'The Moral Landscape'

Values and Belief are Represented in the Brain, but What Does That Mean?

by Rachel Balik

21 March 2011

Sam Harris's writing is gripping and his knowledge is encyclopedic, and he successfully demonstrates that science can help us draw conclusions about values that exist, but he doesn’t show us how science helps us to make ontological rules about these values.
Sam Harris 
cover art

The Moral Landscape: How Science Can Determine Human Value

Sam Harris

(Free Press)
US: Oct 2010

The first minor error in Sam Harris’s latest book is small but critical, and lies in the title of the book. The full title is The Moral Landscape: How Science Can Determine Human Values. A more accurate description is, How Science could hypothetically Determine Human Values.

Harris’s premise is that based on studies of brain activity, we can conclude that some behaviors are scientifically more moral than others. Harris provides a wealth of information from anthropological, sociological, and neurological angles. He also create a case for an objective standard of human well being. What he fails to do is prove how his scientific data yields a definition of this objective standard.

Harris is uniquely compelling in that he’s an accomplished scientist and adamant philosopher. This winning combination makes for gripping writing; the “philosopher scientist” is a now a ubiquitous contributor to the non-fiction canon.  However, in many cases, the pairing leads to fast and dirty conclusions that appear to be grounded in research, but aren’t always. The Moral Landscape is one such instance .Like all popular science writers, Harris has a habit of stating his opinions as though they are obvious, inherent truths. And if we don’t believe them, it’s because our eyes have been blinded by imaginary light beaming from the Tabernacle.

Or, it’s because we’re not scientists so we don’t understand how powerful science is. That’s not a problem. If we’re eager, progressive thinkers, Harris promises to give us the information we need to do away with religion as the arbiter of moral norms. Unfortunately, it doesn’t line up. Even if you agree with everything Harris has to say about religion (which this reviewer absolutely does), it’s difficult to draw hard conclusions based on Harris’s research.

The book ultimately offers two disconnected information streams. The first describes the types of brain activity that offer substantial insight about the level’s of a person’s happiness and well-being. The second parallel stream is the usual rant about how religion is terrible, sprinkled with somewhat heated critique of myriad cultural practices.

That’s not to say his arguments aren’t meticulous, they’re just limited. In his chapter on belief, Harris demonstrates through research that facts and values induce similar response in the human brain, and claims that “fact” and “value” may be identical in the brain. Harris concludes that beliefs and values are in the realm of science, thus science can be a normative discipline.  The knowledge we have about human well-being in terms of safety, health, and success could lead to a moral code.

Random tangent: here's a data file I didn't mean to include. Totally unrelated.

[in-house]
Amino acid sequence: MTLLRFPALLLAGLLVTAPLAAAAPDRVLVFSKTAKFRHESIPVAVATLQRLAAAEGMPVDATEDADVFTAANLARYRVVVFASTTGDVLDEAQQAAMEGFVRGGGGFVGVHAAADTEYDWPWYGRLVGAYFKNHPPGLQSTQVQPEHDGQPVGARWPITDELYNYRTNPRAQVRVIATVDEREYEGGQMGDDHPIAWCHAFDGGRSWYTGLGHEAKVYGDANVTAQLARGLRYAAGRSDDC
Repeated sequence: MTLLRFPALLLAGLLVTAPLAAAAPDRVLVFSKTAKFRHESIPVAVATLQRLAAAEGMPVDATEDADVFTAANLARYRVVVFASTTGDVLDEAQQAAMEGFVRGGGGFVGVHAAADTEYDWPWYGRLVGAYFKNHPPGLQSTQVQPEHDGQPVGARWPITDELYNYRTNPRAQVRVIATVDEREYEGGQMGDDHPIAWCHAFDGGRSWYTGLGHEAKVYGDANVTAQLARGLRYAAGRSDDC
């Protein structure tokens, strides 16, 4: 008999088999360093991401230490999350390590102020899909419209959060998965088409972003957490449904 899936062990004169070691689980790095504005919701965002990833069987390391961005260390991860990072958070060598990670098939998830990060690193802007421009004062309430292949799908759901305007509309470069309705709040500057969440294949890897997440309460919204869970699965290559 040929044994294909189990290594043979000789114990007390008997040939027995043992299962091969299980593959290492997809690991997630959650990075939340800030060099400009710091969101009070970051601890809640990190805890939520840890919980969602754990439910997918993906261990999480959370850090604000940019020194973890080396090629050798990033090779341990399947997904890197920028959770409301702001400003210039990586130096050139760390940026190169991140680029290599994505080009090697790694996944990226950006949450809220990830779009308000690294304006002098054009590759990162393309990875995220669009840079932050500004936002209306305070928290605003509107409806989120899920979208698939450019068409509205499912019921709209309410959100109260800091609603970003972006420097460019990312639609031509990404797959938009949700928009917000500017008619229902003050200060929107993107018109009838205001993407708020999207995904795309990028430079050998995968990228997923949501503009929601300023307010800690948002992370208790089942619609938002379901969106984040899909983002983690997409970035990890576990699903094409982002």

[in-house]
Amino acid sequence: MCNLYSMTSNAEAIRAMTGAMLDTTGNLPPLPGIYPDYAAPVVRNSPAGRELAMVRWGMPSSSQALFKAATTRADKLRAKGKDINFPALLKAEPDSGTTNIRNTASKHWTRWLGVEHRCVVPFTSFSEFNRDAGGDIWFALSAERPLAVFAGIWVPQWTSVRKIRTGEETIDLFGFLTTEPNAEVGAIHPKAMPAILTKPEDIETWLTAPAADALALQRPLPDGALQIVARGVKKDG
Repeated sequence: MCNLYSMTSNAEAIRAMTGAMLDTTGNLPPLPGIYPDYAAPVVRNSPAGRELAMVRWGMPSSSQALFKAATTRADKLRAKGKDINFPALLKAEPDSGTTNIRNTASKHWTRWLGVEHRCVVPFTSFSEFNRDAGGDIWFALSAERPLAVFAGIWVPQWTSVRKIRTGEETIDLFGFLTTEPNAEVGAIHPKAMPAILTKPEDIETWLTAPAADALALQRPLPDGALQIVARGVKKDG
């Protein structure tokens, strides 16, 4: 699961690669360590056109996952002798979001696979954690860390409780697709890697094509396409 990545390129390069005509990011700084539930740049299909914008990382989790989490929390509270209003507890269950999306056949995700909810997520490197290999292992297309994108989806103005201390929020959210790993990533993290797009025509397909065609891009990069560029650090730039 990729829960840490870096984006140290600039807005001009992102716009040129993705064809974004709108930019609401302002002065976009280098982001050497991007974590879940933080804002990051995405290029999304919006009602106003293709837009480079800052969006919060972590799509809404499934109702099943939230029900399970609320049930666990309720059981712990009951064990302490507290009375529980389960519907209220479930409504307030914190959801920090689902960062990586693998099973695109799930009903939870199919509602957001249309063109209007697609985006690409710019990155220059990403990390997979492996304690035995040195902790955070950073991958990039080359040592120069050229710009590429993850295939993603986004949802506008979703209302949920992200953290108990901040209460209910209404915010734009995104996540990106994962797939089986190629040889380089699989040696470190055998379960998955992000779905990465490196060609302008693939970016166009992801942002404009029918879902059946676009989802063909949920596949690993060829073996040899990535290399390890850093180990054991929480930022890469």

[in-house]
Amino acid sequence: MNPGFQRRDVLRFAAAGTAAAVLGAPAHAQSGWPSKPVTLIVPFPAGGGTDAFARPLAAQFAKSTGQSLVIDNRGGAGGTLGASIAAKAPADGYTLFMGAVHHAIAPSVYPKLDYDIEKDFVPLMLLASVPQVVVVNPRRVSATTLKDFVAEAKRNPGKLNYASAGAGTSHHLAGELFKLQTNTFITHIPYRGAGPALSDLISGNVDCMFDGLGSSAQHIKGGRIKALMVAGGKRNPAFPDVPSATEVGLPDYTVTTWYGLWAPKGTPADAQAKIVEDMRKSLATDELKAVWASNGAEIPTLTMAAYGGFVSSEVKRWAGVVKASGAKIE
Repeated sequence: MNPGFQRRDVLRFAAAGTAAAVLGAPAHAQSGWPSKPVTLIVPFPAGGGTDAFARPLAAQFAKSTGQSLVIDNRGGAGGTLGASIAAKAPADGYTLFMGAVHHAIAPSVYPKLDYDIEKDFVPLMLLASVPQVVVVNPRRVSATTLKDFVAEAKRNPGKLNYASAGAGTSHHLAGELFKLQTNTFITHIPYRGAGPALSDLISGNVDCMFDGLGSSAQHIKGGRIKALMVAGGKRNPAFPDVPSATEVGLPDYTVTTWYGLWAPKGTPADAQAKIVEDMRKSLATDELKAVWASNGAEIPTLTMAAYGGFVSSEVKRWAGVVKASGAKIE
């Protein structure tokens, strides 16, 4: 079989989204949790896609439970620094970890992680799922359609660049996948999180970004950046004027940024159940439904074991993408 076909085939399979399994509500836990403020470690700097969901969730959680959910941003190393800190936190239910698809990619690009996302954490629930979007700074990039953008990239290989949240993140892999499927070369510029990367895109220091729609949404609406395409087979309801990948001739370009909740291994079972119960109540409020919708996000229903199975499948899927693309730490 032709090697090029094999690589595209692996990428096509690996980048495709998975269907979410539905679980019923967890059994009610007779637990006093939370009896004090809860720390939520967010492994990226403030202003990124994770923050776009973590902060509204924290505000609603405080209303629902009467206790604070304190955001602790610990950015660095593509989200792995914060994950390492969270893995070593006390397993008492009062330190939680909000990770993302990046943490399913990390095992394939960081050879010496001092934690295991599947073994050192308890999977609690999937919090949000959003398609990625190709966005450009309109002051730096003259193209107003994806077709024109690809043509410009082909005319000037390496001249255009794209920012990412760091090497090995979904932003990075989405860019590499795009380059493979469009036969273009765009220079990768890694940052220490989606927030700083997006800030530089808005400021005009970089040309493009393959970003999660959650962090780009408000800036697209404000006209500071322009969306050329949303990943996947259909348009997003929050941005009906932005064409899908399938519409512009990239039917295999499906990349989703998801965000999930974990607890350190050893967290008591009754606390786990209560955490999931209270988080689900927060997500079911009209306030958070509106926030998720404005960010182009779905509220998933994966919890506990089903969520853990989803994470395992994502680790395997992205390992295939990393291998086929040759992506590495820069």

What Harris actually proves is that any brain can adapt to any set of social norms, and that once information passes through a brain as “fact”, it becomes a value or a belief. Unfortunately, while it is certainly a fact that certain practices are physically dangerous, it is also a “fact” to a suicide bomber that in spite of the self-destruction he’ll undergo, he’ll be amply rewarded in the afterlife. Harris sets out to reject cultural subjectivity, but ultimately, the argument is circular. At the end of the day, people with differing views are stuck in a pissing match about “facts”.

Furthermore, Harris later offers examples when humans resist facts; they believe and behave contrary to information they have. For example, despite statistics showing that most couples are less happy after having a child, people chose to have children and believe it will make them happy. Perhaps there are other facts that color couples’ belief systems. Even so, that means we choose the facts that turn into values, and choose the values that influence our decisions. We live in a world where “well-being” is determined by social factors, and Harris himself offers extensive evidence that there are different types of happiness.

Harris fails to resolve a definition of well-being insofar as it pertains to survival within a social ecosystem or environment. While he makes a good argument for the separation of reason, cognition, behavior, and biology, there’s not much certainty about which agent is acting at any given moment. He does an excellent job of dispelling the assumption that we’re all victims of evolutionary biology; rather we have new, but equally scientific tools of judging what it’s in our interest, and they live in the brain. However, it still seems that facts and values are the unknown input.

Harris successfully demonstrates that science can help us draw conclusions about values that exist, but he doesn’t show us how science helps us to make ontological rules about these values. Early on, Harris predicts that, “no doubt, there are some people who will reject any description of human nature that was not first communicated in iambic pentameter.” He’s off the mark here. Poetry does not determine human nature, but reflects on it. Based on the evidence in Moral Landscape, the same can be said for science.

The Moral Landscape: How Science Can Determine Human Value


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